Getting gray is not the sole source of losing hair, especially in men. A recent article published in Men’s Health magazine takes a page from the book Eat for Extraordinary Health & Healing, which is about filling your plate with foods for thicker hair.
The five foods that Men’s Health recommends are:
Honey – Though you may think that honey is great only for sweetening your coffee in the morning or on toast, the article talks about honey being a treatment for seborrheic dermatitis. This skin condition is sometimes the cause of “scaling, itching and hair loss,” so those who applied it to their scalp every other day for 4 weeks reported “an improvement in hair loss.”
Spinach – Because spinach is high in vitamin C and iron, it has nutrients that are key to hair health. Men’s Health suggests tossing a spinach salad with hard-boiled eggs or mushrooms, because these two ingredients are full of vitamin D.
Oysters – One of the benefits of eating oysters includes getting a huge dose of zinc. The article talks about a study that compared the zinc levels of 50 people with hair loss from alopecia areata to 50 people without balding. It was found that all those with hair loss were experiencing extremely low levels of zinc. Another similar study looked at 312 men and women with balding. “No matter the cause of the hair loss,” states Men’s Health magazine, “all subjects had significantly lower zinc levels than controls.”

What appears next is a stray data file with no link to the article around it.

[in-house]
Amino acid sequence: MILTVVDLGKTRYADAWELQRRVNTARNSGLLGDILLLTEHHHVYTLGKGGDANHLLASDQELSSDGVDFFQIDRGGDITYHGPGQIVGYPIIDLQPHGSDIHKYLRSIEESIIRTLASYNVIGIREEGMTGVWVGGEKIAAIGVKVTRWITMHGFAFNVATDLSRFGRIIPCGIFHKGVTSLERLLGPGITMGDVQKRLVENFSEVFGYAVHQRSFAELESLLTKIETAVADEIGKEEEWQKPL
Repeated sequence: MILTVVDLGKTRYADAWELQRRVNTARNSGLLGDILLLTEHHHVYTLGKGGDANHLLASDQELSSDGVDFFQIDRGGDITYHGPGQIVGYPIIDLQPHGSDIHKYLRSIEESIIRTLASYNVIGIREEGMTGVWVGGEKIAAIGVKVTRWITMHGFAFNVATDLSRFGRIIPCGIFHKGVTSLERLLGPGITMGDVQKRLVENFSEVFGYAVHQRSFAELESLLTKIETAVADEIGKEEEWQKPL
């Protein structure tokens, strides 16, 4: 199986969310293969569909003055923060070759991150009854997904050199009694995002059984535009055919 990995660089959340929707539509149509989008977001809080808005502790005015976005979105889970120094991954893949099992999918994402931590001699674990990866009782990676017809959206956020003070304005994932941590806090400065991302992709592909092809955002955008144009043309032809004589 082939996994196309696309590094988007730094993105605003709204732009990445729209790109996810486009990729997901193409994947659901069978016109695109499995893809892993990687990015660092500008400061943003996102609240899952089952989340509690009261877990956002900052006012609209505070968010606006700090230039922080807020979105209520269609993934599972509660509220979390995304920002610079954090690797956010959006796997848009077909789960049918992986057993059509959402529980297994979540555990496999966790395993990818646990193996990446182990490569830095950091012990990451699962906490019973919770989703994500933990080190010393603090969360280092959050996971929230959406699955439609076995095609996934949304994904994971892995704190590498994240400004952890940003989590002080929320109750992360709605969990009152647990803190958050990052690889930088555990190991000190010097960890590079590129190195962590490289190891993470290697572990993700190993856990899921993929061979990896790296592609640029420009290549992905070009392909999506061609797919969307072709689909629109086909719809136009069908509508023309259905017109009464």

If you don’t like oysters, then other sources that can be adequate substitutes include walnuts, spinach, eggs, green peas, wheat germ, oatmeal, sunflower seeds, and garbanzo beans.
Pumpkin Seed Oil – The article discusses a study involving the use of pumpkin seed oil in pill form. The researchers “gave men with hair loss 400 mg” of pumpkin seed oil per day. Others received a placebo. Those who had the oil pill experienced a 40% increase in hair growth compared to those who did not add pumpkin seed oil to their diet.
Seaweed –There are two types of edible seaweed that have long been touted for their medicinal effects. Laminaria japonica, a brown seaweed used often by the Japanese, was found to promote hair growth in people with mild to moderate hair loss. Within 16 weeks of starting the supplementation, the volunteers in the study saw a 13% increase in hair volume and 27% more thickness. Seaweed also protects against inflammation and dandruff, which can lead to hair loss as well.
You can read the full article “5 Foods That Stop Hair Loss” with links to all of the noted studies and research on Men’s Health.